The Turkish Empire in Europe, Asia, and Africa dividid into all its governments ...
Large map of the Ottoman Empire with beautiful views of Jerusalem, Smyrna and Constantinople.
This 18th century map by the leading English geographer, Herman Moll depicts the Ottoman Empire during the 18th century with high precision. It shows Spain, France and Germany in Europe North and extends south till Egypt in Africa. In the west it shows Morocco and stretches east to show the Arabian Gulf and a part of Persia. Thus, magnificently illustrating the Ottoman territories with their boarders in the Middle East and North Africa, Anatolia and Greece. Moll included detailed notes describing landmarks of the region.
The striking feature of this map is it's illustrated vignettes around its corners. The bottom left corner shows a 4 illustrations: the first is a bird's eye view of the Holy city of Jerusalem by the Dutch travelling artist Cornelis de Bruijn. The view shows great precision with a key indicating the major landmarks of the city; the second is a view the Church of the Holy Sepulchre in the old city of Jerusalem; the third and the fourth depict views of the inside of the Church showing cupola and kneeling worshipers. The top corners show a view of the city of Constantinople to the left and the city of Smyrna to the right.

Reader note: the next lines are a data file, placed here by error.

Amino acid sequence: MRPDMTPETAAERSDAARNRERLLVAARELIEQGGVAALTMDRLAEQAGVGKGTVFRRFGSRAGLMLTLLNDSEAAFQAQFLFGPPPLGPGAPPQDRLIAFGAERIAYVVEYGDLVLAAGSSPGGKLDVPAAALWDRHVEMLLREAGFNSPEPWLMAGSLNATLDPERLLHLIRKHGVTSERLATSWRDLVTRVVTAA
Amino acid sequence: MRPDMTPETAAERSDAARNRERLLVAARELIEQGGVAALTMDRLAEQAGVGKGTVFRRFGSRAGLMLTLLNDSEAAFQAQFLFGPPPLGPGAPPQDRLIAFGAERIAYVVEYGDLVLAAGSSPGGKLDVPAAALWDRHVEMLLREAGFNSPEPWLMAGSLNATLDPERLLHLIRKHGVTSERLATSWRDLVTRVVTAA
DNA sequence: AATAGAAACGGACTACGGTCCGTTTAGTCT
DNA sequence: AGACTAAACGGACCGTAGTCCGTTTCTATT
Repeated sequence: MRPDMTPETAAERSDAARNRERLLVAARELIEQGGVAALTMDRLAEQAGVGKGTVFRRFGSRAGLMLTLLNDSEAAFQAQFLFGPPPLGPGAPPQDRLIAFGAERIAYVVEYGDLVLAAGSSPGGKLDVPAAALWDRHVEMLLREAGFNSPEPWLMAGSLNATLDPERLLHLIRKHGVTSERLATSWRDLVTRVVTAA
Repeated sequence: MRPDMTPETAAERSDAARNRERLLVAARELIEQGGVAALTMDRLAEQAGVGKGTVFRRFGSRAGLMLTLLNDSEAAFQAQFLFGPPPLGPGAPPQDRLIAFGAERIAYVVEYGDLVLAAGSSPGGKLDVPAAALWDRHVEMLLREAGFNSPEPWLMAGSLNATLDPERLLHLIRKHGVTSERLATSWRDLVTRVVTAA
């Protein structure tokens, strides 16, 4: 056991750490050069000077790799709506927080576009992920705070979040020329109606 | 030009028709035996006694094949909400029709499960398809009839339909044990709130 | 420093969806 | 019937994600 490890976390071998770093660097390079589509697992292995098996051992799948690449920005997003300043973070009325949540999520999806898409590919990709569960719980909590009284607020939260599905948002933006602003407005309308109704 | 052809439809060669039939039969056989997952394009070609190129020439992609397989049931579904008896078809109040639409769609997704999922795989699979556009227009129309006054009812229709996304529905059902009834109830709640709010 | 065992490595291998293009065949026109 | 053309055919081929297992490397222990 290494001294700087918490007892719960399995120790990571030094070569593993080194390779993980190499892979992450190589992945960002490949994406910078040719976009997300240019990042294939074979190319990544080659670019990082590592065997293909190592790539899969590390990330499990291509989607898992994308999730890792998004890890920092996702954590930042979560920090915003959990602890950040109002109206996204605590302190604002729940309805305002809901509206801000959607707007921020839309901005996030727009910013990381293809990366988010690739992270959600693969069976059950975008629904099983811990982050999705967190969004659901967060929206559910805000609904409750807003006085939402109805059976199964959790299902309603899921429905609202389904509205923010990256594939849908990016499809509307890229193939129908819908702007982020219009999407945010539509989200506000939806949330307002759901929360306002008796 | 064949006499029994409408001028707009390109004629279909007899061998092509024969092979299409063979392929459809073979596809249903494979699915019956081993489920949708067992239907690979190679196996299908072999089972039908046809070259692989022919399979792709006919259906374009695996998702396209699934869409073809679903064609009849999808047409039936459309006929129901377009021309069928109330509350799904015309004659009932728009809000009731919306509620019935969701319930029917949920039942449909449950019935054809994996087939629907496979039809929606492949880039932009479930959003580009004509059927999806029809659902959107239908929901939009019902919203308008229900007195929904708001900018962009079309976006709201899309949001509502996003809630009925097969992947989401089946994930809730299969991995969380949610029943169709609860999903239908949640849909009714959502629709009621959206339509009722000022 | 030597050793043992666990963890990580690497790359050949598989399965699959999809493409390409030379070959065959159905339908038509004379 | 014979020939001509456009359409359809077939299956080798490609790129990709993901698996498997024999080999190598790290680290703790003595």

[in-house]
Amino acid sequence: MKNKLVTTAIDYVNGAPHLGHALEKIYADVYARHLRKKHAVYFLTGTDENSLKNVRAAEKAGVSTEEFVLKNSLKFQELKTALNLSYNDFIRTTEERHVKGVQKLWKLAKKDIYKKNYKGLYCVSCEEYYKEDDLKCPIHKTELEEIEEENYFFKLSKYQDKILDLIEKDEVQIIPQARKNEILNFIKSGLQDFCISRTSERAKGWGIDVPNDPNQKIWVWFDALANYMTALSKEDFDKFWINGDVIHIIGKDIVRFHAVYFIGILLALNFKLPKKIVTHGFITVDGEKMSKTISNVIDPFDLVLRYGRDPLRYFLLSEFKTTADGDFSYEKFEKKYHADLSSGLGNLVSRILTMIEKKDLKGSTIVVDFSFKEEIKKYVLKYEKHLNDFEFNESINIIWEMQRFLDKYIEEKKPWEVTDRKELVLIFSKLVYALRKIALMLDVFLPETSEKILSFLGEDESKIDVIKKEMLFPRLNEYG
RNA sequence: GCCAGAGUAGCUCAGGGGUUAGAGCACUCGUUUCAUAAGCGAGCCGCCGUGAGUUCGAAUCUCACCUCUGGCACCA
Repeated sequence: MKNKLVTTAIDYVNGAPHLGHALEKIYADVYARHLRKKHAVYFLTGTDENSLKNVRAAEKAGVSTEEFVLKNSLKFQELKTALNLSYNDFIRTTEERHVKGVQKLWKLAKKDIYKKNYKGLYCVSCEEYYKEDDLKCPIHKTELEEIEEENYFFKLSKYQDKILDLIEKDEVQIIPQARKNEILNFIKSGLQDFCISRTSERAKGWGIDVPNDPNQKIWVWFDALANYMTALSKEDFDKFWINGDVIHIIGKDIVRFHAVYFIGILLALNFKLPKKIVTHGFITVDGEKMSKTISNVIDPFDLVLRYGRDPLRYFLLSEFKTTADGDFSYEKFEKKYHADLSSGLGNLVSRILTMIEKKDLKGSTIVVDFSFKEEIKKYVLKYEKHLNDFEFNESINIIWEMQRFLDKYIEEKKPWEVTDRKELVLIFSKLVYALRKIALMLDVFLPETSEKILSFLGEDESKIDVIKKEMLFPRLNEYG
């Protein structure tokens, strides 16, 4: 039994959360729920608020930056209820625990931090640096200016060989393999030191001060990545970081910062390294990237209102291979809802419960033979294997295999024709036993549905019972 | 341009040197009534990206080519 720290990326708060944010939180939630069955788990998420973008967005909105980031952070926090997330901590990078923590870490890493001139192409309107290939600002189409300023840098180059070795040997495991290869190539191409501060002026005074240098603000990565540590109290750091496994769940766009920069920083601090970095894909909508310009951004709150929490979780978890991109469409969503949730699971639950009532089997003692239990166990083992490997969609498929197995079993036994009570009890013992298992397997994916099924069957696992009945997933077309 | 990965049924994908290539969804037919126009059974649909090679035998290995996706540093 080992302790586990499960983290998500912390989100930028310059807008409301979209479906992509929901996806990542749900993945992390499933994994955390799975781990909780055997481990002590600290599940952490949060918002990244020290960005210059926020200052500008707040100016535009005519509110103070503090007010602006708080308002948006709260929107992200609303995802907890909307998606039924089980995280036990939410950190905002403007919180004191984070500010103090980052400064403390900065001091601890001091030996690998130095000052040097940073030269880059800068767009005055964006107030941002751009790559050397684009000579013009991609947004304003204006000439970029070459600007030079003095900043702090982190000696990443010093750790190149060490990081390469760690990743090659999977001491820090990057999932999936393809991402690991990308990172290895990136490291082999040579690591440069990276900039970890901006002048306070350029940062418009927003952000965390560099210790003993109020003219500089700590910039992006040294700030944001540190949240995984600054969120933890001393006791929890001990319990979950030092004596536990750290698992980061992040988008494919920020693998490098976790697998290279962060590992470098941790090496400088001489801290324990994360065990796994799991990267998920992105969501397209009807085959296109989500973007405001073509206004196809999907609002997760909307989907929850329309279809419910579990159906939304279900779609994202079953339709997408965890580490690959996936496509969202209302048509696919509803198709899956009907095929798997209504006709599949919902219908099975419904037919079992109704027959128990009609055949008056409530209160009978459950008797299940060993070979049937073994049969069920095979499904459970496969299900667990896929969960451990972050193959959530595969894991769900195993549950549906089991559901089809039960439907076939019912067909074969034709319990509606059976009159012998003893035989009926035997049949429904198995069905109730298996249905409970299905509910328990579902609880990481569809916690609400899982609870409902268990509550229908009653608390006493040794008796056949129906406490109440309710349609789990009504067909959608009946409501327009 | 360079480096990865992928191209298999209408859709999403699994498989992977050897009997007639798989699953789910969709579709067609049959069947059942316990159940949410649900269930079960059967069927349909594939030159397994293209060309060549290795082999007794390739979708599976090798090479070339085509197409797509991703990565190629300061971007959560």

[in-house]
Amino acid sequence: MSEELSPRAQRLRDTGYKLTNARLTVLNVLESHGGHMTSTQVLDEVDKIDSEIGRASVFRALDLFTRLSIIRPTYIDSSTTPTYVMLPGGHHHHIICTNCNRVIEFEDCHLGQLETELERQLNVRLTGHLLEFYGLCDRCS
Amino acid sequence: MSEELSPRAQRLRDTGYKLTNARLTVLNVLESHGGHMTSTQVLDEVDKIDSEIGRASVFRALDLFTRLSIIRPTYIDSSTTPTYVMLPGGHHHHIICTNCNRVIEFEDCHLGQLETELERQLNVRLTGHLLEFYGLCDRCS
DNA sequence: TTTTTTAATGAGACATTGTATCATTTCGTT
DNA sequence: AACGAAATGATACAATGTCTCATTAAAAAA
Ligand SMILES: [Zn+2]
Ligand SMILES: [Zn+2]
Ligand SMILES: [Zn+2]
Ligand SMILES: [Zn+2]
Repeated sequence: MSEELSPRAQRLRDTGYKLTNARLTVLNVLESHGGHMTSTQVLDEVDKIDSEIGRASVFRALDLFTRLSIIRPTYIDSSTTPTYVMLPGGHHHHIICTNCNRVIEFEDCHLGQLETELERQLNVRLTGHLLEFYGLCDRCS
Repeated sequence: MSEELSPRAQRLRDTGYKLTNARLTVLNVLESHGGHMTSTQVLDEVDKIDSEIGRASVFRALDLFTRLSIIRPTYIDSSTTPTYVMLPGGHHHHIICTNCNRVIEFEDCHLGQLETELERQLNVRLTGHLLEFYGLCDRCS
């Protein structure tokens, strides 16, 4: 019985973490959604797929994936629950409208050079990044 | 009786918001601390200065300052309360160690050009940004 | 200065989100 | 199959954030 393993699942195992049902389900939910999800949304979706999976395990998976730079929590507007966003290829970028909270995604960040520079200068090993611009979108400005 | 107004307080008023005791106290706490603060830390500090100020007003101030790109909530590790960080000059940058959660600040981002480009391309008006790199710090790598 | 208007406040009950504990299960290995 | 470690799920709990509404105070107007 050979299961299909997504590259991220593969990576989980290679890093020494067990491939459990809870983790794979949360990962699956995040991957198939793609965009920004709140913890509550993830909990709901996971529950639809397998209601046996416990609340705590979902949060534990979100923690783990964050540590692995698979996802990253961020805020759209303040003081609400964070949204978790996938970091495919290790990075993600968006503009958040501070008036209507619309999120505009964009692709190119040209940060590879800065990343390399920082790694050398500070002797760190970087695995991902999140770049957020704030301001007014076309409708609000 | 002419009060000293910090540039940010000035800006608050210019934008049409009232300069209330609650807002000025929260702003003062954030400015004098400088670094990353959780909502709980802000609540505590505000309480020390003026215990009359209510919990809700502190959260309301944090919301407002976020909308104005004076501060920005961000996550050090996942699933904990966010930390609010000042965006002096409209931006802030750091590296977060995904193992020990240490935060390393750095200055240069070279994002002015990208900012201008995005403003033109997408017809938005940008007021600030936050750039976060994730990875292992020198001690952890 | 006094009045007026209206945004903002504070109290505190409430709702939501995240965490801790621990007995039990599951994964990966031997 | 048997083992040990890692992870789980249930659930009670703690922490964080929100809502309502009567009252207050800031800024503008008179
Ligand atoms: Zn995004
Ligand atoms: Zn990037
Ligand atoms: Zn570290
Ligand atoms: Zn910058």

The title is surrounded by a simple frame, while an elegant cartouche decorated with house Veron's coat of arms includes a dedication to Thomas Vernon (c. 1670 - 1726). Not to be confused with his father, he was a deputy and member of the "Turkey Merchant", an English chartered company formed in 1581 to conduct English trade with Turkey and the Levant or its successors. As indicated on the cartouche, he was a the Commissioner of the Board of Trade and Plantations between 1713 and 1714.
This map was first published by Guillaume de L'Isle in 1714, Moll published his English map based on De L'isle map in 1715. It appeared in his atlas The World Described, a remarkable early eighteenth century atlas that depicts to the public Britains worldwide domains and and economic interests. (1).